Florida Crappie Fish

Perhaps the most well-known Florida fish, the Crappie Fish, is a genus of North American freshwater fish in the sunfish family Centrarchidae. The species within this genus are the white crappie (Poxomis annularis) and black crappie (Poxomis nigromacaulatus), though the local crappie anglers call them speckled perch. Their original habitat was the Eastern US and Canada, but both species have spread throughout the country and abroad. 


There are several notable differences between the two species of fish, but their habitats are one of the key ways to distinguish them when not using visual clues. White crappie thrive in more tepid environments, while black crappie prefer clearer, cooler waters.


These sunfish can adapt to a large range of habitats, one of the most famous being the one that is commonly seen on our group airboat tours and private tours. They are found in anything from shallow farm ponds to deep reservoirs. They are active inhabitants of a wide variety of natural environments including lakes, ponds, river backwaters, and more, all of which are perfect for Florida Crappie fishing. Depending on the time of year, food availability, water clarity, and temperature, crappie fish may be found at depths ranging from one to fifty feet deep. The top Florida crappie lakes include Lake Okeechobee, Lake Talquin, Orange Lake, Lake Monroe, Lake Istokpoga, and Lake Toho. Lake Toho’s full name is Lake Tohopekaliga and it is also well known for its trophy largemouth bass fishing.


Both the black and white crappie are very similar in appearance, ranging from dark olive to black on top, with silver sides and black spots and stripes. The black crappie has irregular and scattered spots while the white crappie has seven to nine clearly defined vertical stripes. The largest black and white crappie fish on record weighed in at five pounds and five pounds, three ounces respectively. Their average weight is between one-half and a full pound.

A common misconception about crappie is that they do not bite all year. In fact, they do. If you’re seeking truly excellent crappie fishing year-round, you will need to switch up your tactics, but if you’re doing everything right, they should bite.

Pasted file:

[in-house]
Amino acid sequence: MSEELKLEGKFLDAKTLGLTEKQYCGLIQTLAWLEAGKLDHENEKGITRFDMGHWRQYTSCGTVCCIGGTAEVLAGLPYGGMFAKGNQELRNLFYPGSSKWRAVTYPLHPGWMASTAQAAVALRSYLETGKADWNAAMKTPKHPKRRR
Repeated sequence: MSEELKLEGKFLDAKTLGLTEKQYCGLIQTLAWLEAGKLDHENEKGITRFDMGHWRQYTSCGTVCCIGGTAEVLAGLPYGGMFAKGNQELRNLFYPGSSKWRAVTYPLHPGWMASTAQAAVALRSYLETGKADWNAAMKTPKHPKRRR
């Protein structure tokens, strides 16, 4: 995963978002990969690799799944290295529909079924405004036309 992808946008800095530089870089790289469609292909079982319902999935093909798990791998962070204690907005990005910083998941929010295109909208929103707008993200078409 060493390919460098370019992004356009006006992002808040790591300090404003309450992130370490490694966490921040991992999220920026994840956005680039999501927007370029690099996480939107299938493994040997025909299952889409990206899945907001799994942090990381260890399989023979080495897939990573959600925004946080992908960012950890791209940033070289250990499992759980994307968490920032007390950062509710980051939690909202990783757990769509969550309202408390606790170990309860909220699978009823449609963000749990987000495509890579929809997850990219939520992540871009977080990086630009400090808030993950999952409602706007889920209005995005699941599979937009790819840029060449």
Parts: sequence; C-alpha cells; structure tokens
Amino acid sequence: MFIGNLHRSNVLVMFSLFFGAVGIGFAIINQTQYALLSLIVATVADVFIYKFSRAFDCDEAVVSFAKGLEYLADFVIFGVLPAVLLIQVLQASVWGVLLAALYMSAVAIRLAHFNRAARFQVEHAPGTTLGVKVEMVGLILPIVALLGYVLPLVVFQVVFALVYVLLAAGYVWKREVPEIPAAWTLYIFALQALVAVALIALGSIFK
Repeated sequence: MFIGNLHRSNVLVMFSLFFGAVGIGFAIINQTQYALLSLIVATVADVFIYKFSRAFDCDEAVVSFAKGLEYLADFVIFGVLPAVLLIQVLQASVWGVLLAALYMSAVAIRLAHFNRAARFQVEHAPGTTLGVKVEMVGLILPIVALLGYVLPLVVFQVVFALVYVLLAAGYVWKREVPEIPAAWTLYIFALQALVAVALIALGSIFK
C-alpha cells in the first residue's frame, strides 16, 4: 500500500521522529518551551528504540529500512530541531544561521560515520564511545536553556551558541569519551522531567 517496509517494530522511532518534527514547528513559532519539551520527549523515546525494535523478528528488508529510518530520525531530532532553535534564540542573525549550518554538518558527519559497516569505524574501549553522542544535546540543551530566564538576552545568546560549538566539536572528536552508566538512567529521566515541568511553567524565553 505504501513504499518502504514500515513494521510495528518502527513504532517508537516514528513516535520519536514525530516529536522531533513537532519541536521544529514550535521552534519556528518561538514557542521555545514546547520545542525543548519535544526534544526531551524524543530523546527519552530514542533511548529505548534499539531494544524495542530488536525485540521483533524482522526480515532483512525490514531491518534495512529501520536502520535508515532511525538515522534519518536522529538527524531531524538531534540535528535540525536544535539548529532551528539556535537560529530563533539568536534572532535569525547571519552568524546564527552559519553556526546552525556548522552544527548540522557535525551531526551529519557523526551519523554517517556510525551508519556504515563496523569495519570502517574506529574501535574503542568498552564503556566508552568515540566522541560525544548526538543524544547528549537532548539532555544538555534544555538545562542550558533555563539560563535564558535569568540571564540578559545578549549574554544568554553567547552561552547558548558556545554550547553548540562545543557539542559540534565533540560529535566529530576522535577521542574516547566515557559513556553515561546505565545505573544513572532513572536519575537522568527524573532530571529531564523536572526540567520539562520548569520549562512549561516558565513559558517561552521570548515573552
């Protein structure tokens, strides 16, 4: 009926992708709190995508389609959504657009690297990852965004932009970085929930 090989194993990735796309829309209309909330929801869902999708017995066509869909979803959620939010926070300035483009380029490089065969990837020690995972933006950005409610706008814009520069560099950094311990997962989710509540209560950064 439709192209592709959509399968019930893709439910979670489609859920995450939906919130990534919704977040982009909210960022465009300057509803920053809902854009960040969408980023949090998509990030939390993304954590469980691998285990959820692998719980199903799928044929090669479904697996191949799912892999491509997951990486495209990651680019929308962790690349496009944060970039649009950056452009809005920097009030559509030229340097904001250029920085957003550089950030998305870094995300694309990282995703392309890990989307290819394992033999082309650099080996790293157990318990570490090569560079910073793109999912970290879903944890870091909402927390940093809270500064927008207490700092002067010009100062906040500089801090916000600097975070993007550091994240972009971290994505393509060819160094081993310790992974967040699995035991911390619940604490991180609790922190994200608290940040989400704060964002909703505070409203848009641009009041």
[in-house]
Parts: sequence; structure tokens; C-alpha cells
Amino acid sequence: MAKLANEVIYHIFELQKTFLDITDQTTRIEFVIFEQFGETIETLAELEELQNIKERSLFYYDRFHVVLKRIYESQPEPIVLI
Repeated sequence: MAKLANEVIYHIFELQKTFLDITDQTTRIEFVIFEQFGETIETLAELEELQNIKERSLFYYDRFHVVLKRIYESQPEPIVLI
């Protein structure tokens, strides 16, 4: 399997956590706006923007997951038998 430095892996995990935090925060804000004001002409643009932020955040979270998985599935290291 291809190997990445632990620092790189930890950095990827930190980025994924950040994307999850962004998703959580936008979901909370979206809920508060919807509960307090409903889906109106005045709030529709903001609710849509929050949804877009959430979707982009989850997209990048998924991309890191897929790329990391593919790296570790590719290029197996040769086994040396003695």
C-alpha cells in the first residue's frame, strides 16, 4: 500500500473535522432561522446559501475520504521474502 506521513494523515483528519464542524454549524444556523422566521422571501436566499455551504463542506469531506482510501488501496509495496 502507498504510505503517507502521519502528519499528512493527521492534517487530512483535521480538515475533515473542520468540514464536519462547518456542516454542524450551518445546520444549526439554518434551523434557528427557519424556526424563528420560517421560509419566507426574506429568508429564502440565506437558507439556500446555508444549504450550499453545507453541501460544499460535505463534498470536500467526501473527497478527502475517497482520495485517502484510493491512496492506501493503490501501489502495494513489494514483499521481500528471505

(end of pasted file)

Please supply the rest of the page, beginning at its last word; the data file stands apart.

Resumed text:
Both black and white crappie fish feed primarily on the younger of their own predators such as the northern pike, muskellunge, and walleye. Some of these animals can be seen aboard one of our Everglades tours. Their diverse diets also include zooplankton, insects, crustaceans, and small minnows. They tend to be less active during the day, feeding during dawn and dusk by moving into open water or approaching the shore.


Your best bet for getting your target crappie to bite is to use the correct bait. The most popular options include jigs in various colors, shapes, and sizes. Jig fishing uses artificial lures that have weighted heads to make the movements look natural. Live bait, Missouri minnows, specifically, hooked through the lips or dorsal fin and allowed to swim naturally, is a very successful method of speckled perch fishing.

Using tactics and fish attractors that are more natural looking and feeling is much more likely to mean a successful crappie fishing trip. Catching crappie isn’t a very active or intense sport, so you shouldn’t use harsh movements to lure them in.


When local anglers fish in Florida lakes during daytime conditions (night fishing is its own thing), the consensus is that lime, orange, chartreuse, and just plain green will give you a day of the best crappie fishing. The fish are attracted to the bright colors amidst the submerged vegetation and lily pads. Picking lures that contrast two of these colors and/or matching them with whites and brows will yield good results. All-white, many anglers agree, won’t help you catch crappie much if at all.


  • Both species of crappie fish are very popular game fish.
  • Other names for the crappie include papermouths, strawberry bass, speckled bass, specks, speckled perch, calico bass, sac-a-lait and Oswego bass.
  • Because of their diverse diets, crappie fish can be caught with many types of bait, including light jigs, trolling with minnows, spinnerbaits, and bobbers.
  • Crappies are active in the winter, making them a popular ice fishing game (spoiler alert: you can fish in Florida in the winter time without cutting through ice!)

Common FAQs

Q: Where is the best place to shop for crappie fishing gear?

A: Since crappie fishing in Florida isn’t limited to one region, there’s no easy answer to this question. Local anglers will likely have the best recommendations.

Q: Is there a difference in bait preference between the white and black crappie?

A: No.

Q: How can I identify the size and weight of a crappie?

A: The best way to know the weight of your catch is to have a fish scale with you.

Q: Are there any online forums or communities dedicated to crappie fishing?

A: Yes! An internet search should yield up results, and you can even be specific by region!

Q: What’s the difference between a crappie jig and other fishing jigs?

A: Mostly, it has to do with the weight of the head. Another important distinction is the colors involved.

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